History of Art Deco Fonts
Art Deco fonts are derived from the Art deco design movement that took place in the early 20th century between 1920 and 1940, immediately after the WW1. The art deco movement inspired architecture, fashion, painting, interior design, advertising, music and even modern fonts available on Microsoft, Google, and other software.
The origins of Art Deco were in Europe where the design movement started in the early 20th century and soon spread to the United States. For the next two to three decades, the movement influenced the design style in both continents.
The distinct features as visible in this font that made the design concept instant success was its modern style, graceful design and use of geometric shapes with symmetrical arrangements. One of the prime examples of Art Deco architecture from that time is Chrysler Building in the New York City.
Let’s explore the font collection.
- Thirties styled caps font
- Two styles: line and regular shadow
- Inspired from the modernist op-art
- Thin and planes lines
The legacy of Art Nouveau & Art Deco.
Font by Jiliane Jorge
Over 50 art deco themed ornaments included with punctuation, numbers, and letters.
AntsyPants by Nick Curtis
Three styles supported: Regular, Double and Rough.
Grouser by Pizzadude
Metropolis 1920 by Josip Kelava
London by Antonio Rodrigues Jr.
Atlas by Nabeel Khalid
Two weights: Outlined & Regular version.
Higher by Marisa Passos
Suave by Ricky Richards
- Art deco feeling makes it unique from other handwriting typefaces.
- Designed in Pairs.
- Extended glyphs for other languages than English.
WABECO by Paul Reis
- Eye-catching for large headlines.
- Unique transformations to a lot of characters.
- Softened with rounded edges.
Inspired by vintage motorcycle culture with the outline and regular styles.
Damier by Jacopo Severitano
BARON by Frank Hemmekam & FontFabric
INNERCITY by Jacopo Severitano
Pontiac Inline by Julien Saurin & Fanny Coulez
Woodwarrior by Anton Bohlin
Shaped by ice and wind.
Decani by Neal Fletcher
ARGÖ by Anthony James
Some changes to traditional aesthetics, for example, horizontal lines are replaced with medievally themed ascenders.
Naive Line comes up with Black, Extra Black, Bold, Regular, and light weights.
POIRET by Denis Masharov
- Graceful curves and stylish lines
- Hint of constructivism and Art Deco
- Best for large headlines, titles, labels or signs
BUILDING by Leonardo Gubbioni
Giaza Pro by Anthony James
SIFONN by Rafa Goicoechea
Furgatorio by Aaron Amar
SUPERLATIVE by Wesley Jefferies
Tempo Doeloe by Evan Wijaya
Rhubarb by Lukasz KuIakowski
Wave by Jennifer Delaney
Fassade by Jonathan Martin
Mercat Barcelona by Outline Studio
Montebello by Ian Barnard
Typeface Adec by Serge Shi
Mint Julep by Patrick Seymour
Xthlx by Jack Thompson
Futuracha by Caroline Vasselai
Westmeath by Twicolabs Design
Rosina by Rebecca Hurst
Idler by Mark Butchko
GOLD by Patrick Seymour
Bohema by Onrepeat Studio
Eutopia by Víctor Navarro Barba
Fashion by Jack Thompson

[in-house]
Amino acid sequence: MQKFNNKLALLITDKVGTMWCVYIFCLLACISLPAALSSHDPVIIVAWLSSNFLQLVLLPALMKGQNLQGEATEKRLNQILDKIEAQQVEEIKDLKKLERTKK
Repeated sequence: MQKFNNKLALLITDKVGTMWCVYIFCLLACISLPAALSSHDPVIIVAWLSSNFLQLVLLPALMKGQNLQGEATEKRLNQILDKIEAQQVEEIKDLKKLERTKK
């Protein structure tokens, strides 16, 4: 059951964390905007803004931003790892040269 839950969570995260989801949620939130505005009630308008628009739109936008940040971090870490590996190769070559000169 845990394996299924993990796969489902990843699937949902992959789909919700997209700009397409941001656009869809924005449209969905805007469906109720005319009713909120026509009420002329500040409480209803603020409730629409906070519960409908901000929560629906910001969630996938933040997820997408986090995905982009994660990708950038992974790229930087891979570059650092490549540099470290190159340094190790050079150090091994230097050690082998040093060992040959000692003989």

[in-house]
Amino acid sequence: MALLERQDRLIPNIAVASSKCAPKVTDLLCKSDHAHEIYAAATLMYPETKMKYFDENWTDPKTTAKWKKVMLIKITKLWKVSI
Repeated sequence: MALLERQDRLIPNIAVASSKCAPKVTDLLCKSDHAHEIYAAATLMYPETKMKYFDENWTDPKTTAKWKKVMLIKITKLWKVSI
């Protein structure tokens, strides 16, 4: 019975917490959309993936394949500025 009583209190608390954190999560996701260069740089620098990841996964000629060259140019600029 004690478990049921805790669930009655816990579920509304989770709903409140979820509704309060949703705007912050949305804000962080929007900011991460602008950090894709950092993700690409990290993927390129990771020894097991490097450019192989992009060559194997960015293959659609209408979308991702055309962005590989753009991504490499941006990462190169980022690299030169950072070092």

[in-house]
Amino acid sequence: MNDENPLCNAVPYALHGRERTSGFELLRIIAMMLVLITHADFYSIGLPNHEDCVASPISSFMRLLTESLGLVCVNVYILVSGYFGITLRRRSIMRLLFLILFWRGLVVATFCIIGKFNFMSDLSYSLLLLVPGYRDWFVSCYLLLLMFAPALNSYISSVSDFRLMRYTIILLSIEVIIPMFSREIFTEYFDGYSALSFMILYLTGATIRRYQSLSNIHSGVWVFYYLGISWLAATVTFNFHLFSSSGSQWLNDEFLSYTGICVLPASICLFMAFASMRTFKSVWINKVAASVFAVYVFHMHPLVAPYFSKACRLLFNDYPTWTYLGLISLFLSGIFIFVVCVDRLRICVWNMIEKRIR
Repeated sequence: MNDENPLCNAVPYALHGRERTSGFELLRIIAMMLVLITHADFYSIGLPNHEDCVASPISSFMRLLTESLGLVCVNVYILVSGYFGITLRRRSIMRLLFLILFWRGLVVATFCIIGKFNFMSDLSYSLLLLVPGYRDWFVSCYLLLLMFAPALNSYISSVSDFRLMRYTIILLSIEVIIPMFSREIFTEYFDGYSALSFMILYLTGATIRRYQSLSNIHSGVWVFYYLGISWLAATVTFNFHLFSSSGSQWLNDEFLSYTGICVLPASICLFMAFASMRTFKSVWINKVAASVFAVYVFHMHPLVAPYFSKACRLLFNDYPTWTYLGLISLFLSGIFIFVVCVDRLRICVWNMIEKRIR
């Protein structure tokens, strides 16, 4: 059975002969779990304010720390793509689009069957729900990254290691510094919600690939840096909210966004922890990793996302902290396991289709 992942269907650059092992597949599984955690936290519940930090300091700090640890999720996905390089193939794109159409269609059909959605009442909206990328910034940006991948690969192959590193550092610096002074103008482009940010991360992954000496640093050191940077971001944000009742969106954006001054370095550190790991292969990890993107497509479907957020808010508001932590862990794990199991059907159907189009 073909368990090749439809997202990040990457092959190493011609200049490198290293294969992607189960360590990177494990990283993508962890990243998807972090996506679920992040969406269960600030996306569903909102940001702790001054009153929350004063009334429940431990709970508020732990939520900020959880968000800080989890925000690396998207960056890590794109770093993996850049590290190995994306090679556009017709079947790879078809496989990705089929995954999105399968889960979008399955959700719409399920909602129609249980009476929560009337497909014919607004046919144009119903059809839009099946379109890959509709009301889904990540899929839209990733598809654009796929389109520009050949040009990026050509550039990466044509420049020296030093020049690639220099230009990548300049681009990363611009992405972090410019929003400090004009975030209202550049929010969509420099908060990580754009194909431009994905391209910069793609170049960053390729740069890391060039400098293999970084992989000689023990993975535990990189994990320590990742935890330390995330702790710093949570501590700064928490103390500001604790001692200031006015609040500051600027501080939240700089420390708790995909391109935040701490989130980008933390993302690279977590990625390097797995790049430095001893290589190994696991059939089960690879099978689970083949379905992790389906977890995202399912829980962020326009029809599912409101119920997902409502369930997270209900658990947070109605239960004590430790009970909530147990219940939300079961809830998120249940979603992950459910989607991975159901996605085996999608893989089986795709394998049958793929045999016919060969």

Jericho by Daniel Barba
CHASE by Anthony James
MB Deco by Ben Mecke-Burford
Decora by Patrick Seymour
FHA Modernized Ideal ClassicNC
Standing Room Only
Usage in the modern world
In the modern world, fonts and typestyles are using Art Deco design concept to create a lasting impression on readers. This font is still a popular concept in design and online publishing. The style was most popular as classic and was once known as rich gentlemen’s style. The bright, catchy, geometrical and streamlined design was once a craze that still inspires many designers.
With the availability of this font, graphic designers and online publishers have an opportunity to add more classic and retro touch to their designs. The font represents glamour and class and add life to a design if implemented in the right way.
Some of the most popular Art Deco fonts commonly used by graphic designer and desktop publishers include:
- Tail Deco
- Lobster 1.0 Regular
- Harold Square
- Park Lane
- Drumag Studio
- Libeled Lady
Other than these popular fonts, there are hundreds of more that are easily available on the internet. You can easily find free as well as paid fonts.
You can also find different styles in this typography. For example, one of the popular typestyles is ITC Anna, which represents low-waisted and uncomplicated mono stroke design. Other similar fonts are Coquette, Busorama and Bernhard Fashion.
Another popular Art Deco font style represents more decorative and intricate typestyles like Philco Deco, Lisa Recut, ITC Mona, Gallia, Chic, and Beverly Hills. You can also find further complex fonts with a double, triple, and even multi-linear stroke details.
These are decorative, they are mostly used for display designs. These fonts are used to create an impact and to leave a long lasting impression. This is why these are commonly used in advertisements, announcements texts, book covers, Facebook ads, online ads, etc. These are also used in design to represent class and gentlemen’s feel to the designs.
Last modified: August 11, 2017